When confronted with recession, and possibly an end to a career we have worked in all or our lives, we are faced with questions about our abilities, and uncertainty about what we can offer. What can we do? Where do our strengths lie? Have we been in the right career?
Many people leave school and college withouth questioning whether their career choices really reflect their interests and values. Others find themselves at a stage in their life where priorities have changed and their own interests differ. How can we develop our self awareness and understanding?
Here’s a tip: take a psychometric test.
This test measures a person’s knowledge, abilities, attitudes, and personality traits using a detailed questionnaire. It helps to assess the emotional intelligence of a person as well, apart from measuring their academic knowledge and job skill sets.
Psychometric testing is one of the best tools to assess the calibre and ability of an individual. It provides precise and reliable facts about a person’s potential to perform and progress. They can also be used in guidance to help people to identify suitable careers.
The beauty of the test is that it creates self-awareness – it helps individuals recognise their strengths and weakness, and facilitates development and self-knowledge. Rather than reeling the standard ‘list of strengths’ that sound good and convincing in interview, why not find out what yours truly are?
It is an objective tool, as opposed to a kind parent or friend telling you that you are a real talent in a specific area. Like a mock interview, the test does not exaggerate or embellish the truth (remember X-factor with the appalling singers and their confrontational parents arguing their ‘genuine talent!)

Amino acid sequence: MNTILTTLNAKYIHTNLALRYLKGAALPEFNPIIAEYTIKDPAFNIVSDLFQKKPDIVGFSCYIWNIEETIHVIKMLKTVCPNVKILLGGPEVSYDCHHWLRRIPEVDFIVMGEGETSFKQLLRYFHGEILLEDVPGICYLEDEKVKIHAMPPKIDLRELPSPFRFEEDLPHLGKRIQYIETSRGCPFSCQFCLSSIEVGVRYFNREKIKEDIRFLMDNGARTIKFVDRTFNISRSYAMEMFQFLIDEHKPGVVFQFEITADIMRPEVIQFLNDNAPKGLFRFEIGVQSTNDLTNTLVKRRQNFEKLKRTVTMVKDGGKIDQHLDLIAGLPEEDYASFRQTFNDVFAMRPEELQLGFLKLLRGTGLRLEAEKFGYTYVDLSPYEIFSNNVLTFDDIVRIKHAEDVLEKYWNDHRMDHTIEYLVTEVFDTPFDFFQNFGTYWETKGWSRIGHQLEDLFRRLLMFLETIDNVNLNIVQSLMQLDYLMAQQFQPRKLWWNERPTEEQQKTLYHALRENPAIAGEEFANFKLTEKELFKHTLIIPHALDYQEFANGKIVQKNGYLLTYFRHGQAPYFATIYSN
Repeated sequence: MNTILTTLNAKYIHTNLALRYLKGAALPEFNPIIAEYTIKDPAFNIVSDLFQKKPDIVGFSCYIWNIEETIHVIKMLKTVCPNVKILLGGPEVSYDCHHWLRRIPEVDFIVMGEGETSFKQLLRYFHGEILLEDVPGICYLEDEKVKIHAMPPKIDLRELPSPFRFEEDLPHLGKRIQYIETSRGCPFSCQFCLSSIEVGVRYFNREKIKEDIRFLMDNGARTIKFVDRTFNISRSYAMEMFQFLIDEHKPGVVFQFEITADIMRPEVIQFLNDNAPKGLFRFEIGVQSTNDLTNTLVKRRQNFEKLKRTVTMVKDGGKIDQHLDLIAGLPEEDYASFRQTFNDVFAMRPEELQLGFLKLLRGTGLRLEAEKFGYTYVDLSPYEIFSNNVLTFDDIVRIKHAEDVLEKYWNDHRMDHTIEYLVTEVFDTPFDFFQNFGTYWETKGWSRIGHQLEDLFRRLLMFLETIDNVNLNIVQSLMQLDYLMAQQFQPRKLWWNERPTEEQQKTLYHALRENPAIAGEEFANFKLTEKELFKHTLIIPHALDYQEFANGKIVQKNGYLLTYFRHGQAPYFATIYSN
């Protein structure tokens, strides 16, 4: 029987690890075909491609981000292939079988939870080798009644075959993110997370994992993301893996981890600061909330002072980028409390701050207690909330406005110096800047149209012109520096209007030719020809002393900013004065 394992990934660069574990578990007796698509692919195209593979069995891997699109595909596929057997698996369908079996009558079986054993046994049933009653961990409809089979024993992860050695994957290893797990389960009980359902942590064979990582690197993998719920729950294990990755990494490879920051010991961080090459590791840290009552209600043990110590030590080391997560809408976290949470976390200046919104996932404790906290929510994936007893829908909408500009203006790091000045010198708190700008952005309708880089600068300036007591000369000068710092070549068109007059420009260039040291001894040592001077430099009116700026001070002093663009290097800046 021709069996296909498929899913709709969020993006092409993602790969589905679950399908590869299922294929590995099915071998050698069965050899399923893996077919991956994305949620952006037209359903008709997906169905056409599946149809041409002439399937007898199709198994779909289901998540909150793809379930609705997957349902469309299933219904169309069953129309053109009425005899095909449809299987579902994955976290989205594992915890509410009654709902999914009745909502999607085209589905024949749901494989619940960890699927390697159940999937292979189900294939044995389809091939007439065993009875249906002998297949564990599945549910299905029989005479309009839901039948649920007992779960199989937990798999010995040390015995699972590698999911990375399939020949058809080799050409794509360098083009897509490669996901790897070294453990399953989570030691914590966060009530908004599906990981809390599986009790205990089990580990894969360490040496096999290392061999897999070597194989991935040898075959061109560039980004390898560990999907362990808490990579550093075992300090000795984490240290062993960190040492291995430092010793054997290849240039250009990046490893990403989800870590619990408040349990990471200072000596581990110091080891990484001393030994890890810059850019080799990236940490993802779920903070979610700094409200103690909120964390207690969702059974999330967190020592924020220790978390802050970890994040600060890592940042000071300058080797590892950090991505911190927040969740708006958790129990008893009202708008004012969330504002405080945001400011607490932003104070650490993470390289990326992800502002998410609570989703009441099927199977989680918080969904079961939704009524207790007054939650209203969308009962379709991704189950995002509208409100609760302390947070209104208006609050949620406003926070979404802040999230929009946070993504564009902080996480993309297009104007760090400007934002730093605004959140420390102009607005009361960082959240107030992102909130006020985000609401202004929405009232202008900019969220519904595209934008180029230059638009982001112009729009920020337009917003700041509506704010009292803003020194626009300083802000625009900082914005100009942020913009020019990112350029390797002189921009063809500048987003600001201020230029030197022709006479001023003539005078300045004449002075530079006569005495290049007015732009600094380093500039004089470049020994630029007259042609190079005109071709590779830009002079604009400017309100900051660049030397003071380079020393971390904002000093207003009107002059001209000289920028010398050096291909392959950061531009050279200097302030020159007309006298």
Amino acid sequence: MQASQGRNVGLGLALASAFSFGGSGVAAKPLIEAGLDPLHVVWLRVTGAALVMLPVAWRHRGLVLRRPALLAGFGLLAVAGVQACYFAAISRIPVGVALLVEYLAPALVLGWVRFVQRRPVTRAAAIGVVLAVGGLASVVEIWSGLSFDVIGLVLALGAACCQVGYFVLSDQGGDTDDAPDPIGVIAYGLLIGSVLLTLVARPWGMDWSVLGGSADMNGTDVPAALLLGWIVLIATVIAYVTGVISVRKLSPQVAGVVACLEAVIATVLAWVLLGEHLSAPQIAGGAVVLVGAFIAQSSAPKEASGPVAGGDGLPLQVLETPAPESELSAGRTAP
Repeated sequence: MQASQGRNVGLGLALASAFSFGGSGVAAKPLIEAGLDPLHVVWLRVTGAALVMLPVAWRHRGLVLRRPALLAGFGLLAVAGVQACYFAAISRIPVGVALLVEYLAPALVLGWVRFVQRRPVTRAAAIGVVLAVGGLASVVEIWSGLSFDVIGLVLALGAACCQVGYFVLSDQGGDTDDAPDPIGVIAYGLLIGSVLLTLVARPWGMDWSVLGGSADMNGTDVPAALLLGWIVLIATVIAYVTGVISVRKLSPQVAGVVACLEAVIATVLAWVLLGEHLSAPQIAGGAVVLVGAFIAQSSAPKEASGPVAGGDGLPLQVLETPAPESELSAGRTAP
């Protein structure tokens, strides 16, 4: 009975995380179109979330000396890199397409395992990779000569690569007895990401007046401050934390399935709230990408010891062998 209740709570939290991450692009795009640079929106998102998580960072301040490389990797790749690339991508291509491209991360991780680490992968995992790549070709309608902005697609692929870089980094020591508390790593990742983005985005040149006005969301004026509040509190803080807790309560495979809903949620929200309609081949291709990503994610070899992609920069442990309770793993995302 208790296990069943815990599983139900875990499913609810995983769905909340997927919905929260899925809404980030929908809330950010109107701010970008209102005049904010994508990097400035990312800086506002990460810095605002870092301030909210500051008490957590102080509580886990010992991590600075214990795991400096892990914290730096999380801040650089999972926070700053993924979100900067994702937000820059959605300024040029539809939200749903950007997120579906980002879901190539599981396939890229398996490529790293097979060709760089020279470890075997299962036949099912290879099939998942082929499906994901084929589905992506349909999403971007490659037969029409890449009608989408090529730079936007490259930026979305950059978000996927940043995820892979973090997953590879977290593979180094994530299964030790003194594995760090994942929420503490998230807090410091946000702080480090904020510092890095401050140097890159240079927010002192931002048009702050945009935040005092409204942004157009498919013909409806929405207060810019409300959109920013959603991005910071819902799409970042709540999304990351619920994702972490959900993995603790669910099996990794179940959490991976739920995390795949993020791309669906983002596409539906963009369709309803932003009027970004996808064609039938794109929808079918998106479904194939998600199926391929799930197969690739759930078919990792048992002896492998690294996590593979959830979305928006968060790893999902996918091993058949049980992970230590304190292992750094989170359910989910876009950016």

For interview purposes, confidence and preparation are key factors. Armed with your results, and preparing definitive examples of these strengths, is a powerful combination. Interviewers find themselves faced with the same jargon and pitch again and again.
People being interviewed are giving themselves a higher chance of success when they are assured in their own abilities and can give the interviewer a clear picture of what these are. These are unique talents and most importantly they are your own (and not borrowed from some manual)
For example, if you’re in a role that involves working with figures, you may not ‘enjoy’ working in an environment that involves intuition and counselling. Likewise, artistic people need creativity in their role that requires flexibility and inspiration.
Ideally, we would all choose careers that reflect our key interests. However this may not always be possible. Many individuals find themselves in a role that does not suit their interests and abilities. While psychometric assessments may not provide the answer to our dreams, it does play a part in developing a better understanding of our true abilities.
The information received is not only enlightening; it gives you an insight into your own abilities that is a long-term investment.
Sli Nua Careers (Watson’s Lane, Ballinrobe, Co. Mayo / Drum East, Bushy Park, Galway, tel 094 95 42965 / 091 528 883, www.SliNuaCareers.com) carry out CV Preparation, Mock Interviews, Interview Training, and Career Direction. For your free e-book on interview & CV tips, email GetThatJob@SliNuaCareers.com. They provide online CV makeovers at Slinuacareers.com/cv-preparation/cv-makeover/.